The most obvious way to know if God can use you as an encourager is to ask yourself if you are still breathing. If you are, then you are called, no commanded to lift others up to Christ. If not breathing, well…. The next thing to ask yourself is how you are doing with the Lord yourself. If you are struggling with no answers in your own life, then you should probably wait to try to help others (Mt. 15:14). But because everyone is struggling with various things, you can still help others with what you do know. Galatians 6:1 tells us that those who are spiritual should help others who are trapped in sin. What does spiritual mean? Basically it means to wait until you are walking with God as a normal part of your life. By walking with God, I mean, keeping short accounts with God. This means, not that you don’t sin, but that when you do sin, you take care of making things right with God and with others very quickly. This does a couple of things: first, it keeps you in a position to learn from God as you walk with him. We don’t grow in our faith unless we are in a right relationship with God. When we are in sin, all we learn is that we are in sin. But the fear of the Lord (right relationship), is the beginning of knowledge (Pro. 1:7). Second, walking with God means that you aren’t committing hugely rebellious sins any longer. Your sins are mostly inside your head and with more maturity comes smaller sins. This doesn’t mean that you feel any less hatred for your sin, in fact, you will feel even stronger against sin as you mature, but that your sins are not as obvious to others.
1 Timothy 3 and Titus 1 give a list of qualifications for church leadership. The lay/peer counselor is not necessarily going to be an elder or deacon in their church, but they should be pursuing the character that church leaders are required to possess.
Nuts and Bolts
Beyond spiritual qualities, there should be some giftedness. The quest for testing the gifts is always desire. Do you desire to help others in a systematic and purposeful way? If you do, you might have the gifts required to become a good counselor. Are you discerning? Can you read people and hear what they are telling you beyond what they are saying? Can you put life together with hearing a story? Do you have a little bit of suspicion in you? A good counselor needs to know people and how people work, think, live, and relate to one another. You need to be able to diagnose a problem and see roots and anticipate desires. Another question to ask is, Are you a good teacher in general? Do others learn easily from you? When you taught that swim class, did the students learn to swim better than before they came to the class? What about that sewing course you taught? In the church realm, do people get a lot out of your lessons in Bible study? Are your students learning and growing in the Lord as a result of your ministry?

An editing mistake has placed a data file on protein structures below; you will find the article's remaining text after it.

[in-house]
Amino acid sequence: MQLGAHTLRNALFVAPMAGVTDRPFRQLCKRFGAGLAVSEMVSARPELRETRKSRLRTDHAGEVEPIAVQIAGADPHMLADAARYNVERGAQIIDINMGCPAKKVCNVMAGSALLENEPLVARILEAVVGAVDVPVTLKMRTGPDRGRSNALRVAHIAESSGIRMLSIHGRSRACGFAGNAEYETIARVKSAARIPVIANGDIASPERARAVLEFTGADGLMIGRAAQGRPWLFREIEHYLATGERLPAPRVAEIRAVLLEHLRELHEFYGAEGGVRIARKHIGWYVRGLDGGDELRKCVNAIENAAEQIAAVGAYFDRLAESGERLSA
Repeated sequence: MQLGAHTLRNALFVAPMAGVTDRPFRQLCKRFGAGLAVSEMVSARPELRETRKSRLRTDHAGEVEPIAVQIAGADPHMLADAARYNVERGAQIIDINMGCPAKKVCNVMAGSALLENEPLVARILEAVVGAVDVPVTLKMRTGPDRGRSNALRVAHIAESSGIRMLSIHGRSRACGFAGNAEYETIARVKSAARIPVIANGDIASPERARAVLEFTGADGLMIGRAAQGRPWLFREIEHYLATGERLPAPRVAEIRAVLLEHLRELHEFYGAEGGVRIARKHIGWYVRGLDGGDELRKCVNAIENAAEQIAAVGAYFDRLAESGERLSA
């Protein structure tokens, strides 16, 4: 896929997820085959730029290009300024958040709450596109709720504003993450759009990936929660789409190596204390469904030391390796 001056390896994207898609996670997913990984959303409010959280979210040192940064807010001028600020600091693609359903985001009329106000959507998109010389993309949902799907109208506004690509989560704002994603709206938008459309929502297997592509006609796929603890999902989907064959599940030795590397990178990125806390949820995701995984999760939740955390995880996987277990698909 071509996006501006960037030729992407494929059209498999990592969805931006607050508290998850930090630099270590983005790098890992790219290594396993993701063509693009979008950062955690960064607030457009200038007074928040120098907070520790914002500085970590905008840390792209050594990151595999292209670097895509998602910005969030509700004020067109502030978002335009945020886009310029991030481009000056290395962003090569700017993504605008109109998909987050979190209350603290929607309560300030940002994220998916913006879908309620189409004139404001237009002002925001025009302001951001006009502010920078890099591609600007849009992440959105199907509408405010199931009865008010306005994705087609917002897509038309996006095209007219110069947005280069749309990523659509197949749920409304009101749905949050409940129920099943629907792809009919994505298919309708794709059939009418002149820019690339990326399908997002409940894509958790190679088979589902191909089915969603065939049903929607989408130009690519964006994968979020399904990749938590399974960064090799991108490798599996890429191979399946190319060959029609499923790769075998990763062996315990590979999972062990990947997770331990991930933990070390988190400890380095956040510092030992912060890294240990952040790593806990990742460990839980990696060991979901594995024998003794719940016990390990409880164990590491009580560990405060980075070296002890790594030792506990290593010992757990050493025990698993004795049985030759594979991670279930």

Biblical counselors do teach, but they do it in a very different way than preachers or other kinds of teachers. Teachers usually take texts or topics and expound, or explain them to the students. If there is any application, for example in preaching, it comes from the text rather than from life. In counseling, people with problems come for counsel and encouragement with their own particular and specific problem. The counselor needs to be able to listen to a counselee’s story and very quickly translate the story into Biblical terms and be able to point the person to Biblical solutions to their life’s problems. Not only this, but as we will see, the counselor is not simply finding verses that say, “don’t do this” or “don’t do that” we are looking for passages that address philosophies of life, or mixed up theology, or principles of life. Biblical counselors go much deeper than simply proof texts for life problems. In contrast to the normal teacher, Biblical counselors come to the text through the person’s life situation rather than to the situation from the text.
For Further Reading
Jay Adams, The Christian Counselors Manual
David Powlison, Seeing with New Eyes
Paul Tripp, Instruments in the Redeemer’s Hands
John MacArthur & Wayne Mack, Biblical Counseling